“What I learned from Katy was awesome,” said Zoey Lee Hulse, a seventh-grader at KPMS. “She taught us a lot about how she built schools for the kids.”
Hulse’s classmate wrote to pen pal Richard, “Hello. My name is Carly Clemo. I am in the seventh grade. I live in Washington state. I go to (KPMS). How’s it going so far? I wanna know. Write soon please.”
Cornell explained, “In planning our graduation trip from Northwest University, I wanted to go backpacking in Europe but we felt it was a better use of our talents and money to go to Burkina Faso with our friend and see how we could help versus a trip for our own pleasure. Since that decision we have been blessed to help and have had many trips to Europe. That one moment in time was a defining moment in our lives. Were we going to live to help people or just for ourselves? The best decision we ever made was to serve others.”
KPMS eighth-grader Thayne Jonathen Wate wrote his pen pal, “I would love to meet you. You could visit. I have a couple of questions. You could come over and I could ask you them and you could ask me your questions.”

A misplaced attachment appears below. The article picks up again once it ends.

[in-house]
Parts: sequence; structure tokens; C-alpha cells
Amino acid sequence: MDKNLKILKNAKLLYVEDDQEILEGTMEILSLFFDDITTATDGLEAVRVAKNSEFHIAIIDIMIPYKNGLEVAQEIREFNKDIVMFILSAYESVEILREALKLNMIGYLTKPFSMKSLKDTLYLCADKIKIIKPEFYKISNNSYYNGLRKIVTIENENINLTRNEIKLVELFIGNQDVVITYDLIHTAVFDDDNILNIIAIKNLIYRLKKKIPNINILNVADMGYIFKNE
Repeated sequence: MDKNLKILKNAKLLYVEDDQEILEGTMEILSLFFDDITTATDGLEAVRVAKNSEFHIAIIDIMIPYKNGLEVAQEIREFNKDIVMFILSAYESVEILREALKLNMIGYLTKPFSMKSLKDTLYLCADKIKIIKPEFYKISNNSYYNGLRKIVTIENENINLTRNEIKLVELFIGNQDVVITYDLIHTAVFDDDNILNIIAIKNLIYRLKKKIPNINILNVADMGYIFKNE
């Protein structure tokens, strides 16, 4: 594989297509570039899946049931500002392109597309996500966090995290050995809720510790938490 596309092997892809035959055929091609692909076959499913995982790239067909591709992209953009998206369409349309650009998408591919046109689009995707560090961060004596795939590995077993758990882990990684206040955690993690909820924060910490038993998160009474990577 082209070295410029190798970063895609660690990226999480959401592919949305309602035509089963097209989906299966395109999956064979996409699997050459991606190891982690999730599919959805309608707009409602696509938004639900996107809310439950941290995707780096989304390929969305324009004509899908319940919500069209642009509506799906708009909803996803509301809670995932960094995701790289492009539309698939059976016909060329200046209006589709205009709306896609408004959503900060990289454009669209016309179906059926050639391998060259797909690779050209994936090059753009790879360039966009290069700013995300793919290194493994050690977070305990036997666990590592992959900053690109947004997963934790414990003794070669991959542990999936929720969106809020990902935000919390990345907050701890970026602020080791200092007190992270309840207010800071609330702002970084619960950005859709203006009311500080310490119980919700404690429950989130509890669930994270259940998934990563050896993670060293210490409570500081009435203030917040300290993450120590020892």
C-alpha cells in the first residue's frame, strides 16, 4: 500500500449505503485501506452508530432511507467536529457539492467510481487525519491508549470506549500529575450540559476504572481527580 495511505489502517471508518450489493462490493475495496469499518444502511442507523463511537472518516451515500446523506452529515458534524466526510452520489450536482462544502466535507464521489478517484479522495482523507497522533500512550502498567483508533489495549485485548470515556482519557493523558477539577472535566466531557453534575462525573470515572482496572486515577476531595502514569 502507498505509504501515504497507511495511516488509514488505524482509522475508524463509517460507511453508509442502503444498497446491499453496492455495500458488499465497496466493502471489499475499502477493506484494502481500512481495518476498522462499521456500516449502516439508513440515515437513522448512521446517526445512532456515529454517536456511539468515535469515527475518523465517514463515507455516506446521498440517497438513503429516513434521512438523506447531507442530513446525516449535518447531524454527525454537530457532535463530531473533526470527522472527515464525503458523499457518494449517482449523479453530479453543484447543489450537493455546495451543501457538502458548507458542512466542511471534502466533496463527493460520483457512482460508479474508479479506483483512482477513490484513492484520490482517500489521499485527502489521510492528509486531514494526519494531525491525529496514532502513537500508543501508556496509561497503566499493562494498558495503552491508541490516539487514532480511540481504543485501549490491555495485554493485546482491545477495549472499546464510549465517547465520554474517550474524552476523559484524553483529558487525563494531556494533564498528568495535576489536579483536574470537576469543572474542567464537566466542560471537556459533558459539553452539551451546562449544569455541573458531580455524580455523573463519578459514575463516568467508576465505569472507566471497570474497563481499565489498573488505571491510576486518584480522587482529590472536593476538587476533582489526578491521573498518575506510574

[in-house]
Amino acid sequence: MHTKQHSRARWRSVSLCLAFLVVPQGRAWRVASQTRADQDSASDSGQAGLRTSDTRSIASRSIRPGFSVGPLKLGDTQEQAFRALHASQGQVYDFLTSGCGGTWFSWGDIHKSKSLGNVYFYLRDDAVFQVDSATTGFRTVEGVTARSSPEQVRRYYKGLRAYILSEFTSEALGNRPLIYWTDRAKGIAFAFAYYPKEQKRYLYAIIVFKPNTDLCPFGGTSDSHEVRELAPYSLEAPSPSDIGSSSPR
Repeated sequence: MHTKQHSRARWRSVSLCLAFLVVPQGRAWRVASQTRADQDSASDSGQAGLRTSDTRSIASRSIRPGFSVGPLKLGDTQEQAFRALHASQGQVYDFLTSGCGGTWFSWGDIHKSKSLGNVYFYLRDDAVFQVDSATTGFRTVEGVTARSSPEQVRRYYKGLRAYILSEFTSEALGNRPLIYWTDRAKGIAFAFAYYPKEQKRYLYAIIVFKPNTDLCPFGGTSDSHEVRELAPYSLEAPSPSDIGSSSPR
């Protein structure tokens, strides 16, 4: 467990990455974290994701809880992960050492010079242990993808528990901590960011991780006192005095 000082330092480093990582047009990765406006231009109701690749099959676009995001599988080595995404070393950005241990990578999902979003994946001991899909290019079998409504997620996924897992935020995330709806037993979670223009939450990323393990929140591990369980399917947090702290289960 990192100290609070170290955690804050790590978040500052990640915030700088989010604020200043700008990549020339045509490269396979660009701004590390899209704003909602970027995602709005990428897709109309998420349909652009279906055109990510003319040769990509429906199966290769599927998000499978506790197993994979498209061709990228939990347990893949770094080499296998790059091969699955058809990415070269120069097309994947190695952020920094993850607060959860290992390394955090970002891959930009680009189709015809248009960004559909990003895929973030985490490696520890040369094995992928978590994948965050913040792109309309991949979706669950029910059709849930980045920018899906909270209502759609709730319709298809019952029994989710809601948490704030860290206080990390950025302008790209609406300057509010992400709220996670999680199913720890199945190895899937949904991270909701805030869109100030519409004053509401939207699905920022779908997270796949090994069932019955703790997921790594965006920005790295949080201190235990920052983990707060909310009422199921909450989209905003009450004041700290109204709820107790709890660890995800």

Today, the nonprofit has 1,000 kids in three schools across the three villages it partners with. It is funded by families in the Northwest who generously sponsor these children’s education through child sponsorship for $30 a month.
“Sadly, we only have 300 of the 1,000 kids sponsored,” Cornell said. “What makes our partnership with the Red Barn so special is that the Red Barn kids are writing letters to the kids who are not sponsored and thus don’t get letters from their sponsors.
“Child sponsorship helps not only cover education, but also medical care, school uniforms, school lunch and a relationship with someone in the U.S. who encourages them to know they can overcome all their challenges in life. The kids at the Red Barn are providing a most crucial part of what’s missing, a relationship with someone who believes in them.”
Those interested in also sponsoring a child can visit witli.com/christmas-sponsor/.
WILTI’s website is witli.com/about/our-communities/.
Hugh McMillan is a longtime contributing writer for the Gateway. He can be reached at email@example.com.